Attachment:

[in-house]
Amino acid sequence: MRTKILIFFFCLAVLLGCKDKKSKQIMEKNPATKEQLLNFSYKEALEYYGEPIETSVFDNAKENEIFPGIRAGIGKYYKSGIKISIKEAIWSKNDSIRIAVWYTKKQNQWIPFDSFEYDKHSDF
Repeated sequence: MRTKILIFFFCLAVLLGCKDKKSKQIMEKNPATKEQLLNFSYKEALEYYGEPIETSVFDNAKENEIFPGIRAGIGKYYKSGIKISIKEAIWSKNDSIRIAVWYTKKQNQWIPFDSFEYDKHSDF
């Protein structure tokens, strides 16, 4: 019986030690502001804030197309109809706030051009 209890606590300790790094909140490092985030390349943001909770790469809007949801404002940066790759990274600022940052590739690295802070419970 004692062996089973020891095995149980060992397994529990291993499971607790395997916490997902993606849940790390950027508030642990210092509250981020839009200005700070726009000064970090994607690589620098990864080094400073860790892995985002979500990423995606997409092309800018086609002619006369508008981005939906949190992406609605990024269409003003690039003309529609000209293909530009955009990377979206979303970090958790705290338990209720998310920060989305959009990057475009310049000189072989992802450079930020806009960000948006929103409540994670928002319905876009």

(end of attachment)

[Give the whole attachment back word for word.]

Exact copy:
[in-house]
Amino acid sequence: MRTKILIFFFCLAVLLGCKDKKSKQIMEKNPATKEQLLNFSYKEALEYYGEPIETSVFDNAKENEIFPGIRAGIGKYYKSGIKISIKEAIWSKNDSIRIAVWYTKKQNQWIPFDSFEYDKHSDF
Repeated sequence: MRTKILIFFFCLAVLLGCKDKKSKQIMEKNPATKEQLLNFSYKEALEYYGEPIETSVFDNAKENEIFPGIRAGIGKYYKSGIKISIKEAIWSKNDSIRIAVWYTKKQNQWIPFDSFEYDKHSDF
């Protein structure tokens, strides 16, 4: 019986030690502001804030197309109809706030051009 209890606590300790790094909140490092985030390349943001909770790469809007949801404002940066790759990274600022940052590739690295802070419970 004692062996089973020891095995149980060992397994529990291993499971607790395997916490997902993606849940790390950027508030642990210092509250981020839009200005700070726009000064970090994607690589620098990864080094400073860790892995985002979500990423995606997409092309800018086609002619006369508008981005939906949190992406609605990024269409003003690039003309529609000209293909530009955009990377979206979303970090958790705290338990209720998310920060989305959009990057475009310049000189072989992802450079930020806009960000948006929103409540994670928002319905876009």